hand in love
So, I have not always been a Kenny Chesney fan. (Sorry, Kenny.) Just for the past few years. Welcome to the Fishbowl, released in 2012, was the first album by him that I bought. And I still listen to it all the way through. The BFF saw him in concert a few years back and started trying to convince me of his talent. It took me a while to come around. Thanks to Daddy, I grew up listening to country music. Then I went through a phase when I swore that I would never, ever listen to that stuff. What goes around comes around, right? I rediscovered country music in the ’80’s. It’s changed since the Johnny Cash days. I like songs that tell a story. Sad songs. Real songs. Songs with a message. Songs that just make me feel something. It was a good day on my way home from school yesterday when a new song came on 93.9. I immediately took to it. I loved the lyrics.
A man wearin’ a t-shirt, says “Virginia is for lovers”
Had a Bible in his left hand and a bottle in the other
He says “All you’re really given is the sunshine and your name”
We both started laughin’ when the sky started to rain
Get along, on down the road
We’ve got a long long way to go
Scared to live, scared to die
We ain’t perfect but we try
Get along while we can
Always give love the upper hand
Paint a wall, learn to dance
Call your mom, buy a boat
Drink a beer, sing a song
Make a friend, can’t we all get along
Saw a model on a billboard, 1-800 get to know me
Wondered was she photoshopped, or were her eyes really that lonely?
Did she leave her hometown thinkin’ she’d end up in L.A.?
Did she break down in the desert and get stuck beside the highway?
Get along, on down the road
We’ve got a long long way to go
Scared to live, scared to die
We ain’t perfect but we try
Get along while we can
Always give love the upper hand
Paint a wall, learn to dance
Call your mom, buy a boat
Drink a beer, sing a song
Make a friend, can’t we all get along
We find out when you die the keys to heaven can’t be bought
We still don’t know what love is but we sure know what it’s not
Sometimes you got to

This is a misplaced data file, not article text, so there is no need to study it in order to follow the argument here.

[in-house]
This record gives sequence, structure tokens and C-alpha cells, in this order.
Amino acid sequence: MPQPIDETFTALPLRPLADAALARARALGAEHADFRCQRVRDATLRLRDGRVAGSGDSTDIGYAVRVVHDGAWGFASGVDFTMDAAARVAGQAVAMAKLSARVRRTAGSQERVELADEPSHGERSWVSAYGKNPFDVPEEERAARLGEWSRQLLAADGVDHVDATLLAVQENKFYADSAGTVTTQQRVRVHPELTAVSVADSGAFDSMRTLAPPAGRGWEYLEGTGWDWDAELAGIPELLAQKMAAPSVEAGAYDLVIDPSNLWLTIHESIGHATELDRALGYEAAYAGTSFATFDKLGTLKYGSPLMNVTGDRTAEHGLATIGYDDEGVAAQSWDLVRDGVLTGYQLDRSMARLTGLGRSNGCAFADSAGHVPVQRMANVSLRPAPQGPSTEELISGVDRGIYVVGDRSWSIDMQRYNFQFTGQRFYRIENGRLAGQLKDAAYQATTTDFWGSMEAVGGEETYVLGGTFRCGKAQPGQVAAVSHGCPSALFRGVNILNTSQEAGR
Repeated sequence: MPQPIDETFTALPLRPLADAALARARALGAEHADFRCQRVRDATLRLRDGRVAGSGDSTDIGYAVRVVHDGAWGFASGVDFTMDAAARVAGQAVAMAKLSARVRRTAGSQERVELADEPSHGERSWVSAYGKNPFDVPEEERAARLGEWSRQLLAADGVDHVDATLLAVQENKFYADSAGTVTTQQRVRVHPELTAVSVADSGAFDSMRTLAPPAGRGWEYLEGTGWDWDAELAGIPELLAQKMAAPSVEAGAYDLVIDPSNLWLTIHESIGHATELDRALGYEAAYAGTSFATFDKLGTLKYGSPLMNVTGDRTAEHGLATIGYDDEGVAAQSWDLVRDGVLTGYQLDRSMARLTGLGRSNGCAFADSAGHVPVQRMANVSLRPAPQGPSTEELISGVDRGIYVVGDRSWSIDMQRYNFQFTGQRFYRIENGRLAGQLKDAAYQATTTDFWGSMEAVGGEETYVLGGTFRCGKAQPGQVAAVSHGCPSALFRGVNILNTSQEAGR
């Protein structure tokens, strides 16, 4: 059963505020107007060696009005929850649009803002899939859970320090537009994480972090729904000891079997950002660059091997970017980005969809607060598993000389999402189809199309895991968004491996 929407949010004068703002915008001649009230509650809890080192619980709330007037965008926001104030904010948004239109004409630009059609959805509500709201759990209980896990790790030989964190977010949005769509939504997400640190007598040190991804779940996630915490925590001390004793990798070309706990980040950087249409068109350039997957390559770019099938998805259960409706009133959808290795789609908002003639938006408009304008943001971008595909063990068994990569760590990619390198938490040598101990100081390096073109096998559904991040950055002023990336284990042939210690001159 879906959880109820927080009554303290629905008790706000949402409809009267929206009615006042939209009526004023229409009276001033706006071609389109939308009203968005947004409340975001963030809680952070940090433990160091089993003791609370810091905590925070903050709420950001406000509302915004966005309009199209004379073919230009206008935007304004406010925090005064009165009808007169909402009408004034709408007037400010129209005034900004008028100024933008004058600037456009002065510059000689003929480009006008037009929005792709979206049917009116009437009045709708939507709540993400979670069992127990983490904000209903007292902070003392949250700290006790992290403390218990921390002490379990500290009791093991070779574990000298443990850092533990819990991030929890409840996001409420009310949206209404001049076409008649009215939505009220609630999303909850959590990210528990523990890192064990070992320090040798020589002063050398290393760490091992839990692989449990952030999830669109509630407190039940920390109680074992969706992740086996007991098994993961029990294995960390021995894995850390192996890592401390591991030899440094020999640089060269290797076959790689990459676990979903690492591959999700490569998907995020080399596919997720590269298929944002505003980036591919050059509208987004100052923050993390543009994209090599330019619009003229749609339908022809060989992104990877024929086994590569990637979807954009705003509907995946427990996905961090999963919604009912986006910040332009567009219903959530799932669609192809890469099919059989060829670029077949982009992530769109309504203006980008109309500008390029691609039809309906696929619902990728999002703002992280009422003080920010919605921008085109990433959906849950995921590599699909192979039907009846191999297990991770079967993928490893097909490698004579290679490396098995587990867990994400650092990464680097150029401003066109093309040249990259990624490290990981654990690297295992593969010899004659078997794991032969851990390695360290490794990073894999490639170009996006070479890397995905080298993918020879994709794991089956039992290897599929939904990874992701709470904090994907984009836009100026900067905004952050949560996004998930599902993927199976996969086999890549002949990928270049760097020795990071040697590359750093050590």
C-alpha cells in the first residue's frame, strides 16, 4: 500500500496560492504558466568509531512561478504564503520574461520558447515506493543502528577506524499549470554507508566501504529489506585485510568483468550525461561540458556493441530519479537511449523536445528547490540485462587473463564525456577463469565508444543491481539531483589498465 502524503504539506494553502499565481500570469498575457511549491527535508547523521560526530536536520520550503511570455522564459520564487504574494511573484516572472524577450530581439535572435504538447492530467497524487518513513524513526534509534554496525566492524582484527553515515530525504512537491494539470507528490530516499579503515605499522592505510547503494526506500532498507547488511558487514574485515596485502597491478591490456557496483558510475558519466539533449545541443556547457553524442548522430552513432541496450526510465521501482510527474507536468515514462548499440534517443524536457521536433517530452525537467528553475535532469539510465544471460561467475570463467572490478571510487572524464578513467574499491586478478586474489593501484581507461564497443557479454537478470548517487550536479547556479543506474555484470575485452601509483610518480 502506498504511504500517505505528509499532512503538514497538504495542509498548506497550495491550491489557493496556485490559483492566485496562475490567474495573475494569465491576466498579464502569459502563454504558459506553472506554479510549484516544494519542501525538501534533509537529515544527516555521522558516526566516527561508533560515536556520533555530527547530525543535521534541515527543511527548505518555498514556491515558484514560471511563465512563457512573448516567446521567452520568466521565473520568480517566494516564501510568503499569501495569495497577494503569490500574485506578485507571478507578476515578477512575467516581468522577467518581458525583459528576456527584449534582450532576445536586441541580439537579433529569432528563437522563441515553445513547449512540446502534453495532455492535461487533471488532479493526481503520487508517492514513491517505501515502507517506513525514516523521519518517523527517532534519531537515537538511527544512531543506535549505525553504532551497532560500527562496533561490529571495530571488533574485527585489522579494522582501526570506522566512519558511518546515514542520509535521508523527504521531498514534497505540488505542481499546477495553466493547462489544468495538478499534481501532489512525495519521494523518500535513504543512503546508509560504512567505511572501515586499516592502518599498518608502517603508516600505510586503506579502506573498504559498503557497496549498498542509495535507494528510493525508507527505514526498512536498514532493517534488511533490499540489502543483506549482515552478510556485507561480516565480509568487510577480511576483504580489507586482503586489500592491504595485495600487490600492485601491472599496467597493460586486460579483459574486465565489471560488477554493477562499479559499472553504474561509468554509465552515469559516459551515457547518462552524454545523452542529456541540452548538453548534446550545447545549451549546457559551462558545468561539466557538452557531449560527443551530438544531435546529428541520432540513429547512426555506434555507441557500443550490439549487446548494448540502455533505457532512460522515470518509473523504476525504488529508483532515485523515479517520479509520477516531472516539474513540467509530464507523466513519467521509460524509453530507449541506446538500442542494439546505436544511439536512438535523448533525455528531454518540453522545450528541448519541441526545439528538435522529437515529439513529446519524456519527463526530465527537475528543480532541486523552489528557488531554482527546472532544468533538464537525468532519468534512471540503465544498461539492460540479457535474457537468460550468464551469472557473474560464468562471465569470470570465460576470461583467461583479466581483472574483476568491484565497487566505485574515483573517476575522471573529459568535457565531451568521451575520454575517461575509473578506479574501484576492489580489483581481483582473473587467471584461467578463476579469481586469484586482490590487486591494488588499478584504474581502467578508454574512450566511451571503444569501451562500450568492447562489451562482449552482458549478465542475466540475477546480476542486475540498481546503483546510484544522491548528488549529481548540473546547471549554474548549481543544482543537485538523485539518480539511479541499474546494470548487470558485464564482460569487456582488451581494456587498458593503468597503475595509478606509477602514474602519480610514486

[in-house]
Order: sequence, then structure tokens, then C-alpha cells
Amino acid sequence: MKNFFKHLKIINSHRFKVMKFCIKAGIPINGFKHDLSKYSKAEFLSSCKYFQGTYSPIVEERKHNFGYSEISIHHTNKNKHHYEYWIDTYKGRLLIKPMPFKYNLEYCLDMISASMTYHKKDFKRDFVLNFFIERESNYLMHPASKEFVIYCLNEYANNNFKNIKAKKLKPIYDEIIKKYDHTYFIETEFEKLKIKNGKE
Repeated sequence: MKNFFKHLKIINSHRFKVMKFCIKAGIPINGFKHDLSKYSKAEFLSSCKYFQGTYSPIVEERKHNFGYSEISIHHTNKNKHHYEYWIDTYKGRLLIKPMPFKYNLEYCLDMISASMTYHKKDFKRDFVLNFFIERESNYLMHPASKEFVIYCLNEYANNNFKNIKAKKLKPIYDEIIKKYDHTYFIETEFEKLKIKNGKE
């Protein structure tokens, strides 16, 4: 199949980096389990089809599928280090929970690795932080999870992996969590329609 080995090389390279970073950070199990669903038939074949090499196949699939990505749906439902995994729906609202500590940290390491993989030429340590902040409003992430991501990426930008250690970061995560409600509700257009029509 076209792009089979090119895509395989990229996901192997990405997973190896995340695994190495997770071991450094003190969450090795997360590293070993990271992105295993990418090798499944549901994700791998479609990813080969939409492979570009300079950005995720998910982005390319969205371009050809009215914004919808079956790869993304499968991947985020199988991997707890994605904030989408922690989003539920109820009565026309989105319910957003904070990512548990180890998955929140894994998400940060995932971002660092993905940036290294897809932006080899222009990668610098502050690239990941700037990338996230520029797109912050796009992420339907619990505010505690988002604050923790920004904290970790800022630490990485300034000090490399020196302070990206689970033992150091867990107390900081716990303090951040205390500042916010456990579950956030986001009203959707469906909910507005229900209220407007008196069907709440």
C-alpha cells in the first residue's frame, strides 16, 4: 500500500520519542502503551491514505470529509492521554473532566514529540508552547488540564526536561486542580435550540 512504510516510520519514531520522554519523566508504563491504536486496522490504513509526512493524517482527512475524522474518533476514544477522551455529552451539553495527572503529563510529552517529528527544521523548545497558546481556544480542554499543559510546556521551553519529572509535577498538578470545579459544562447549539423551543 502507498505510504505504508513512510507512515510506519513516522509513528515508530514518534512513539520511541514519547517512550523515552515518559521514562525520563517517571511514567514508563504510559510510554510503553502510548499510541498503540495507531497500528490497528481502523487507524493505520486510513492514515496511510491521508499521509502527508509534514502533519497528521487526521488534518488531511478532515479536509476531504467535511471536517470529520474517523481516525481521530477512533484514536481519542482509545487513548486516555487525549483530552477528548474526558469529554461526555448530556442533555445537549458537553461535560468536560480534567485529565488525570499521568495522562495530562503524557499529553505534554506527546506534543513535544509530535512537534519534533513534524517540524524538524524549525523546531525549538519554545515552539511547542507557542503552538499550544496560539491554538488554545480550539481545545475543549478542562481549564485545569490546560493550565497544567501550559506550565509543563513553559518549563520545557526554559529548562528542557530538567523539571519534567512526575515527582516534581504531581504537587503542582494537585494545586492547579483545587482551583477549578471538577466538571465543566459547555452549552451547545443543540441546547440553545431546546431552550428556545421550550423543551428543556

Get along, on down the road
We’ve got a long long way to go
Scared to live, scared to die
We ain’t perfect but we try
Get along while we can
Always give love the upper hand
Paint a wall, learn to dance
Call your mom, buy a boat
Drink a beer, sing a song
Make a friend, can’t we all get along
(lyrics from
It sounds too simple. Can’t we all get along? Sometimes these days and times it doesn’t feel like it.
On Mother’s Day, I went to school and picked strawberries out of our garden.
I decided to make strawberry bread for my colleagues. It was a hit.
strawberry bread
Fresh Strawberry Quick Bread
  • 1/4 cup butter softened
  • 3/4 cup sugar
  • 1 egg
  • 2 cups flour
  • 2 teaspoons baking powder
  • 1/2 teaspoon salt
  • 1/2 cup milk
  • 1/2 teaspoon vanilla
  • 1 1/2 cups chopped strawberries
Topping (optional)
  • 3 teaspoons brown sugar
  • 1/2 teaspoon cinnamon
Simple glaze (optional)
  • 1/2 cup powdered / icing sugar
  • 1/2 teaspoon vanilla
  • 1 tablespoon milk
  • 1 tablespoon cream

Pre-heat oven to 350°F  (180°C Celisius).  Grease and flour a 9 – 9 1/2 inch (24 centimeter) loaf pan.
In a medium bowl cream butter and sugar add egg and combine.
n a medium bowl whisk together flour, baking powder and salt.
With a wooden spoon add flour mixture alternately with the milk to the creamed mixture in three parts, then add vanilla, mix just until combined. Gently fold in the strawberries.
Spoon batter into prepared loaf pan, if desired sprinkle with topping, if desired. Bake for approximately 50 minutes.  Let cool completely before drizzling with simple glaze, if desired.


In a small bowl, mix together until smooth: icing sugar, vanilla, cream and milk. Mixture should be quite thick.

Bon appétit, Kenny Chesney. Sorry I missed you last weekend in Raleigh. Maybe next time? Let’s try to get along. We’ve got a long long way to go. Call your mom. We ain’t perfect but we try. Make a friend. Get along.